Screen Shot 2017-06-06 at 5.10.30 PMLinda Ott (College of Sciences and Arts) has again received support from the Google Foundation in support of the Tech summer program to support secondary school educators in the area of computer science.  While many observers are pressing for more students to gain the opportunity to code while in high school,  not all teachers in this area are formally prepared, and others need to stay up to date in this rapidly changing area. Ott is working to remedy these issues.  Teachers can still apply for the CS 4 All program which will be ion campus from August 14-16.


Atmospheric Sciences research marks 10 years

In recent years, a distinguishing feature of academic research has been its deep interdisciplinarity. This pattern has been growing since World War II, an event that spawned scholarly attention to developments in materials, nuclear power, rockets, jet aviation, computers and the medical field, among others. A good signal of the trend was the emergence of hybrid fields of specialization whose very titles signaled the difference, such as biochemistry, biophysics, geophysics, biostatistics and later biogeochemistry and biogeophysics. Importantly, much of the research in ALL fields was taking place at the boundaries between fields rather than at the core.

Image result for cloud chamber TechOne of the more important arenas for the growth of this approach to science and research at Michigan Tech has been in the domain of Atmospheric Sciences. Faculty involved in this research hail from physics, chemistry, environmental engineering, and geological sciences. And the program has just marked its 10th year, during which time the group has become visible and respected among their peers. A key step came in 2010, when the National Science Foundation provided funds to construct the apparatus that allows investigators to create the conditions for atmospheric clouds in the laboratory – a cloud chamber.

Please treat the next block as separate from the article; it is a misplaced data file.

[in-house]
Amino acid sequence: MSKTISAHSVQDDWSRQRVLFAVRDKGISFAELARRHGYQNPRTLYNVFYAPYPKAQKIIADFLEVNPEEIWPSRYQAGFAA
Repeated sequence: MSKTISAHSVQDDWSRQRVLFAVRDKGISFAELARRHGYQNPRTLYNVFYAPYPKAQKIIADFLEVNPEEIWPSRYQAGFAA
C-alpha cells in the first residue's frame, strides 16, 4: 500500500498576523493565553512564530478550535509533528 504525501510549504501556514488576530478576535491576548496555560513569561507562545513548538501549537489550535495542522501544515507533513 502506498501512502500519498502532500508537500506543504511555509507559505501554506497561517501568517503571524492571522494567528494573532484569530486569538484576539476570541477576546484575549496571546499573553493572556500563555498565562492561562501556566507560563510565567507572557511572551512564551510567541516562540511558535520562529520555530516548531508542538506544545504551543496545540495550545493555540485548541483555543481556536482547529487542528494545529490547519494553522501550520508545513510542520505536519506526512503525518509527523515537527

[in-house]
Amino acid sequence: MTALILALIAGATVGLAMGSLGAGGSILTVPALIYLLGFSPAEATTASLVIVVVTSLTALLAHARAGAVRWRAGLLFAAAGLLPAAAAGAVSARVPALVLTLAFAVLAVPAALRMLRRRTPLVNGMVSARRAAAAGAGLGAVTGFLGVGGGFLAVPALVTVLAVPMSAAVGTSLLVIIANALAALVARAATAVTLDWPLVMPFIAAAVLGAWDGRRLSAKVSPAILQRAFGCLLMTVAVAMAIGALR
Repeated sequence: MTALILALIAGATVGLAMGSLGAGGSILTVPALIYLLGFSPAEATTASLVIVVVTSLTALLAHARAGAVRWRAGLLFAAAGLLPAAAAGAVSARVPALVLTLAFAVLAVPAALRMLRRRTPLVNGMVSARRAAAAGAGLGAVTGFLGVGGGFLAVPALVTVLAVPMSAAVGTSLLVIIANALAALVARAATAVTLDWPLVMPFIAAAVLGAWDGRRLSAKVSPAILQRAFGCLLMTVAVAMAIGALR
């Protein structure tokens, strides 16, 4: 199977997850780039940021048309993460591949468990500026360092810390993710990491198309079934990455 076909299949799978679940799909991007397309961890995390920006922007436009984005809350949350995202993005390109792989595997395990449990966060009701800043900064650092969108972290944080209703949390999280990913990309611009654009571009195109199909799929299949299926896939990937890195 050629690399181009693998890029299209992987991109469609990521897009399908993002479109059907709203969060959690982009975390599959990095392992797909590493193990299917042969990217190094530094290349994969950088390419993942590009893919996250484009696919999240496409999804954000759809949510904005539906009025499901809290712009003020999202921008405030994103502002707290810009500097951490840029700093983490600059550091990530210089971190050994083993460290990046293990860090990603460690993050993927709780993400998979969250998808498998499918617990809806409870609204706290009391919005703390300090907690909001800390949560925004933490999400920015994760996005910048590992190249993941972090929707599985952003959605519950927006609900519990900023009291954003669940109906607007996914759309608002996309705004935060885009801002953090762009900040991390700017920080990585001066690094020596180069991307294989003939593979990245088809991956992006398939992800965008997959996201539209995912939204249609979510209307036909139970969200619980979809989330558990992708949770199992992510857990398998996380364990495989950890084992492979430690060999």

This grant of more than $1 million proved pivotal in advancing the research program and reputation of Michigan Tech’s atmospheric scientists. Studies conducted with the unique equipment have since illuminated the nature of rain droplets, the formation of snow particles and crystals, and the the behavior of aerosols in the turbulent upper atmosphere, among other subjects. In short, this is a very successful research group!

That success is affirmed by a recent note that the group’s current director, Raymond Shaw, shared with his colleagues to remind them of this anniversary. He chose to reflect a bit on the origin of the effort.

“When Richard Honrath and I submitted the Atmospheric Sciences program proposal, 7 names were listed as participating faculty, and that has now grown to 12. The program started with two students. We now have 8 alumni at various universities and labs around the US, 8 current students, and 2 or 3 more students starting in the fall.

 

Many excellent research papers have been written over that time and a sustained level of external funding for atmospheric research is firmly in place (as recognized, for example, by the recent NSF ranking of federal funds by discipline). Michigan Tech is now widely known and respected in the atmospheric sciences community.

 

We can be happy about what we’ve accomplished, and I’d like to thank administrators and department chairs who allowed a small group of faculty spread across campus start an interdepartmental program – a relatively novel idea at that time – and fostered it over the years with a graduate research assistant line from the grad school, availability of faculty time for teaching courses, hiring efforts, etc.